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Out of the shadows: an illuminating eclipse.

From the mountaintop vantage point of Mauna Kea, Hawaii, some of the world's largest and most powerful telescopes witnessed July 11's total eclipse of the sun. Using infrared, visible-light and radio-wave detectors, scientists took advantage of the event to study features of the solar atmosphere that show up clearly only when the moon blocks the brilliant light of the solar disk.

While the results remain preliminary, they have already yielded several new insights.

One set of Mauna Kea observations, made with a spectrograph attached to NASA's infrared telescope, pinpointed the location of a key spectral line of magnesium at one edge of the sun. Scientists use this infrared emission line, which splits into three components in the presence of a strong magnetic field, to gauge magnetic activity in the solar atmosphere. But uncertainties regarding the line's exact altitutde have limited its usefulness, notes Donald Jennings of NASA's Goddard Space Flight Center in Greenbelt, Md. Ever since asttronomers discovered the line in the early 1980s, they have debated whether it lies in the upper photosphere--a region at or just above the visible surface of the solar disk--or in a region just beyond the photosphere, called the lower chromosphere.

Two weeks ago, as the moon swept across the face of the sun like a giant shutter, Jennings and his colleagues measured the time interval between the moment when the moon first blocked the solar disk and when it later obscured the magnesium line as it moved across the sun. They then used the known velocity of the moon to calculate the altitude of the magnesium emission. The team, headed by Drake Deming of Goddard, discovered that the bulk of the emission occurs in the upper photosphere, just a few hundred kilometers above the solar surface, Jennings told SCIENCE NEWS. The finding provides a reference point that will help scientists "stitch together" the magnetic activity on the sun's surface with that in the solar atmosphere.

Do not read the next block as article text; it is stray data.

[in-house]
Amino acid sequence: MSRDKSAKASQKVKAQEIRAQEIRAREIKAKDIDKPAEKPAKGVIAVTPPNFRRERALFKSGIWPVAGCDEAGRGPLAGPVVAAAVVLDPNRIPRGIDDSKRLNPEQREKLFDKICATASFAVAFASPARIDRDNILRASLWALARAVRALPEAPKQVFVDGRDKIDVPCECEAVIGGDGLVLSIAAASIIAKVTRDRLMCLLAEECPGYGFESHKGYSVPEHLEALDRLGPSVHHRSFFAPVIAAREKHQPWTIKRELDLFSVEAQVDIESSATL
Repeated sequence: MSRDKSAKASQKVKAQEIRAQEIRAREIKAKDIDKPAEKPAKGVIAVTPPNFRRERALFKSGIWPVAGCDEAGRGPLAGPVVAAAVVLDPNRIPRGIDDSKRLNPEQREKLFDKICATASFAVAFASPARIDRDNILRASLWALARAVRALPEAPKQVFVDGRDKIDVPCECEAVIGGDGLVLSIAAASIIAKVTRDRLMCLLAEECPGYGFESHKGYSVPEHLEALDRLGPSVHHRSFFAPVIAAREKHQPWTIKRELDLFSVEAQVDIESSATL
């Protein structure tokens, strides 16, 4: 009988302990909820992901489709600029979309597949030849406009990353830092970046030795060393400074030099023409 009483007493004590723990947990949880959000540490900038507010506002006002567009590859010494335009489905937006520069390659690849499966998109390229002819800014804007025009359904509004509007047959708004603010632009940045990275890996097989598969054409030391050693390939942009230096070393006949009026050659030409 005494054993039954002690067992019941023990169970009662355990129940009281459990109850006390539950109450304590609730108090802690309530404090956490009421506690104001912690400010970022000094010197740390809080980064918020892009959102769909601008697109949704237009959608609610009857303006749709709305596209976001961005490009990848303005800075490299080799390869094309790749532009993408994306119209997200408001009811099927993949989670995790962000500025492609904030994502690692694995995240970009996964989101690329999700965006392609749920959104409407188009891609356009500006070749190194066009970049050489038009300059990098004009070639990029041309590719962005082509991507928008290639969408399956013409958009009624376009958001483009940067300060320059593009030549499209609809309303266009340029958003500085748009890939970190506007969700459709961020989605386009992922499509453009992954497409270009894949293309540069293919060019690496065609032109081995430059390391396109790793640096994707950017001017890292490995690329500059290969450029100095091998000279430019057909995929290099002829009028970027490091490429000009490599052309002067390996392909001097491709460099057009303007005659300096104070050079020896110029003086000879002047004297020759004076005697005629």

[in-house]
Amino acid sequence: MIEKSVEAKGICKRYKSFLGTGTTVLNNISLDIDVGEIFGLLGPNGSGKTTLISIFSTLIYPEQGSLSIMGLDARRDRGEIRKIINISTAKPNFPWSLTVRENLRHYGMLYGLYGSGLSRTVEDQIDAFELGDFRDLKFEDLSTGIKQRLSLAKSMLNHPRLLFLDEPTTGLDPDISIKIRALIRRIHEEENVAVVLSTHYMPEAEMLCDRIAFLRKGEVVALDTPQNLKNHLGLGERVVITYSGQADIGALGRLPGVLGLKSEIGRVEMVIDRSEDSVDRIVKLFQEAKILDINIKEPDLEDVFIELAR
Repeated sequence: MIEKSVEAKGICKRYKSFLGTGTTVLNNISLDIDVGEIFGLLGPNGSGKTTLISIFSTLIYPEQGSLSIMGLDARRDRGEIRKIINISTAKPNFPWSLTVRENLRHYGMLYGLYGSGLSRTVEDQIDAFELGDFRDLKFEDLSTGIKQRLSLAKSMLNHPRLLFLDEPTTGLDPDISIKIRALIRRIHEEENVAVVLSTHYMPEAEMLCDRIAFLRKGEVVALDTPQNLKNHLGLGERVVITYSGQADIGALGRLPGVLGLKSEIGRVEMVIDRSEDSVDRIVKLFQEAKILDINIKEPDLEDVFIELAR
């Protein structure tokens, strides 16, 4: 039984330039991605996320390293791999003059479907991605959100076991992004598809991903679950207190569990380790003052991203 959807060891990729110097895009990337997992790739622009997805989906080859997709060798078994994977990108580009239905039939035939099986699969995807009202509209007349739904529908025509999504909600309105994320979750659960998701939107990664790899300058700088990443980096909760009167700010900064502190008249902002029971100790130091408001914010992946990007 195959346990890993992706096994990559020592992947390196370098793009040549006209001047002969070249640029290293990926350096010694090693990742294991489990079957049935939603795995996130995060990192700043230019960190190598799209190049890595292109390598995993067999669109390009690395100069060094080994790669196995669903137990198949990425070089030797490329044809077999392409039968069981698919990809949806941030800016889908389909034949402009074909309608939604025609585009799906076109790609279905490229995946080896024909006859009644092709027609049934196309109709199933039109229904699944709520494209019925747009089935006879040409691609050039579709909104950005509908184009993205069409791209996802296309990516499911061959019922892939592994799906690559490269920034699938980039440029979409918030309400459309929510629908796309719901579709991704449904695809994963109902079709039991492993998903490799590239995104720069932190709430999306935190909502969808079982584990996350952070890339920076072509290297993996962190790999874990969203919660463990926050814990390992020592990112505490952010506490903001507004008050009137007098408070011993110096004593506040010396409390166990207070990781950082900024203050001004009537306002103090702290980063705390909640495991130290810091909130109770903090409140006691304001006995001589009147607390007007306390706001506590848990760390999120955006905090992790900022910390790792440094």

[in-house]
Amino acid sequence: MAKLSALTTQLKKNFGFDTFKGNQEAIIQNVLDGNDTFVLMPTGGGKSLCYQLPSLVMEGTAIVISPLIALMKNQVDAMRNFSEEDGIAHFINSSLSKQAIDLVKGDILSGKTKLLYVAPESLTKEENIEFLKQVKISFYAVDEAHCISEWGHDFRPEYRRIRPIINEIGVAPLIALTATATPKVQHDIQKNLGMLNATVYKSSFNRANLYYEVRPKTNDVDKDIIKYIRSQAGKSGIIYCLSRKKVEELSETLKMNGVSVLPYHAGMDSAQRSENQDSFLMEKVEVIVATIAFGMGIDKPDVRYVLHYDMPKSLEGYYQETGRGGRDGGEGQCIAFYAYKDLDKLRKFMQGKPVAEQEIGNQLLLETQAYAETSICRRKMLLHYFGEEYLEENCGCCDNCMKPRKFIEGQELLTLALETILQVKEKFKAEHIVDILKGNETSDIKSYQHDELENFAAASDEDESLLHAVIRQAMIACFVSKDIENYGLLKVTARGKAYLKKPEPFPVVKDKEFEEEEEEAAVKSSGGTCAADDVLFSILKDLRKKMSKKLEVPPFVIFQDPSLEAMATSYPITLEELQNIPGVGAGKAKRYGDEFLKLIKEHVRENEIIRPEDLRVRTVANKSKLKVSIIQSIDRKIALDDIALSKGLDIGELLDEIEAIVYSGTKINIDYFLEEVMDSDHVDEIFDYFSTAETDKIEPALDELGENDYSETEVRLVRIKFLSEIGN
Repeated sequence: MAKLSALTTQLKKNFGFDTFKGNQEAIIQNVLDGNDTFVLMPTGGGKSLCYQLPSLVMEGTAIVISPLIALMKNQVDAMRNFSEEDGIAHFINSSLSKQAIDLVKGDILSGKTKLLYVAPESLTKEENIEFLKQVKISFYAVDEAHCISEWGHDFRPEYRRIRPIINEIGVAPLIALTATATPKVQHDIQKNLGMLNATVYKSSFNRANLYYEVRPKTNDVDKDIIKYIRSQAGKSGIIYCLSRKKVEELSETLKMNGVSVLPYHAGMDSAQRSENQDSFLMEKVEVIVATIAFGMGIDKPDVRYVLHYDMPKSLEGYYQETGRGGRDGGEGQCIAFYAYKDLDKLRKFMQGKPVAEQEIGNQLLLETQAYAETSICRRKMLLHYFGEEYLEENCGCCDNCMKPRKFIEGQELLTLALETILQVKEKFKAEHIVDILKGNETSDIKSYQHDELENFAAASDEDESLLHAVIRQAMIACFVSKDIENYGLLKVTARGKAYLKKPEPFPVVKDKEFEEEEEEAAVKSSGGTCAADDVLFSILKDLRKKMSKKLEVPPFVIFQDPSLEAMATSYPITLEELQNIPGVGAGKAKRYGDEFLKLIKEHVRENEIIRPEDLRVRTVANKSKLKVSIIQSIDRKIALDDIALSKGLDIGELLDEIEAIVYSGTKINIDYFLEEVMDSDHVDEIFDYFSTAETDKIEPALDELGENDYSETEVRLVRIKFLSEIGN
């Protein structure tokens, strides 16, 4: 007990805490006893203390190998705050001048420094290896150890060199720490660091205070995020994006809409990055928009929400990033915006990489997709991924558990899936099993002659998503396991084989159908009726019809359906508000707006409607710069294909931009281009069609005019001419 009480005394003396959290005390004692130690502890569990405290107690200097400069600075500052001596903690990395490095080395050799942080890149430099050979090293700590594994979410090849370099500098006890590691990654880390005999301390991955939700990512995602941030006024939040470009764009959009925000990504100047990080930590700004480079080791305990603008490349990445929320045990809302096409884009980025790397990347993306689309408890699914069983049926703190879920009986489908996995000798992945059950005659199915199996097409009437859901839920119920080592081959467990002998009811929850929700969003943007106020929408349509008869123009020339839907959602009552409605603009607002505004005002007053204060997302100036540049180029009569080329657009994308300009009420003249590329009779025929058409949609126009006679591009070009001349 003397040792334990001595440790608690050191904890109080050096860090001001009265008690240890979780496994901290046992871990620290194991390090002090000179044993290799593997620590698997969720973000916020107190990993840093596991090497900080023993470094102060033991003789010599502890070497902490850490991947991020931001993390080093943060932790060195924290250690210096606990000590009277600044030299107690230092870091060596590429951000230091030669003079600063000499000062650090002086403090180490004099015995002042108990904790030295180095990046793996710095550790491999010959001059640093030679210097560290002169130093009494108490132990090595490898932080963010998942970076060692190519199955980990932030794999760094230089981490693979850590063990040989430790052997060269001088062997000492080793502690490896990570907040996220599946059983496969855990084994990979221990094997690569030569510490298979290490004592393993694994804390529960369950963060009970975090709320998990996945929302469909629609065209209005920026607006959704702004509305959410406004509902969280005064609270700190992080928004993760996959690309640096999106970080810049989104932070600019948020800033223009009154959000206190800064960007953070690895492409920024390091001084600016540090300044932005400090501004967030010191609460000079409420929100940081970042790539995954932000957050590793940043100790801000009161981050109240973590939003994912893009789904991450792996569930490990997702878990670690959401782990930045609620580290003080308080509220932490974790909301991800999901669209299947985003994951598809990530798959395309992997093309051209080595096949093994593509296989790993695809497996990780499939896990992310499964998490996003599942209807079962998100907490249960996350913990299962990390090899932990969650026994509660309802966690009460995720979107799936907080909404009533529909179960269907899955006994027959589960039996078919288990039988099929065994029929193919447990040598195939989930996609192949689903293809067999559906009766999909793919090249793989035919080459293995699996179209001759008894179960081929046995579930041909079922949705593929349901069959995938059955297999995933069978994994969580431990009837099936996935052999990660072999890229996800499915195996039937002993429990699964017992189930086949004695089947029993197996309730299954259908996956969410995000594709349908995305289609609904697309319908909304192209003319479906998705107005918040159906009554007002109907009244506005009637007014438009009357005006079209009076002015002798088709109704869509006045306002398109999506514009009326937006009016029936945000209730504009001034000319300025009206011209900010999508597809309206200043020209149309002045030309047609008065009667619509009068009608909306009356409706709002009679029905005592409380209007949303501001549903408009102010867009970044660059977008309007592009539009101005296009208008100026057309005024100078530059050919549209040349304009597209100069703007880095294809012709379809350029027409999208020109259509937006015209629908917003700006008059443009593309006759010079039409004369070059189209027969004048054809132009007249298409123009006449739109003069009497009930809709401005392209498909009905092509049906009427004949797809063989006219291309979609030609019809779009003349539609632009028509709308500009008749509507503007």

Other research teams at Mauna Kea examined solar features with wide-field infrared cameras, capturing the first infrared pictures of the sun during an eclipse. Astronomers had hoped the images would reveal whether a ring of dust or rocky material circles the sun thousands of kilometers above the solar surface. Such a ring might arise from dust shed by comets passing near the sun or from rocky material left over from the solar system's formation, says Eric Tollestrup of the Harvard-Smithsonian Center for Astrophysics in Cambridge, Mass. Tje preliminary images show no evidence of a ring, but this doesn't necessarily rule out its existence. The brightness of the corona--the outermost layer of the solar atmosphere -- may have obscured the relatively dim glow of sun warmed rocks or vaporized dust, Tollestrup says. If so, further processing to subtract the coronal background from the images might yet reveal the ring.

The preliminary pictures do show other key features of the solar atmosphere. Tollestrup says. These include bulges in the region surrounding the eclipsed solar disk, which depict long extensions of the corona called streamers; and white areas that indicate solar prominences -- elongated gas clouds held intact by magnetic fields.

Some Mauna Kea observers are collaborating with researchers who imaged the sun at the same time from other sites. In one such project, astronomers plan to match visible-light features in the solar atmosphere observed from Hawaii with X-ray images taken simultaneously above White Sands, N.M., where the eclipse had not yet occurred. Comparing the X-ray images of the full solar disk with the eclipse photographs of the corona should help astronomers trace the path of magnetic field lines from the surface of the sun to its outer atmosphere, explains Leon Golub of the Harvard-Smithsonian Center for Astrophysics, who made the White Sands observations with colleagues from IBM in Yorktown Heights, N.Y. The X-ray images themselves, he says, may feature the highest resolution of any such photos of the sun (SN: 9/30/89, p.233). The bright areas of these pictures reveal elongated, magnetically confined regions of hot plasma -- structures that did not show up clearly in previous X-ray images, Golub says.
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Title Annotation:solar atmosphere studied during the July 11, 1991 total eclipse
Author:Cowen, Ron
Publication:Science News
Date:Jul 27, 1991
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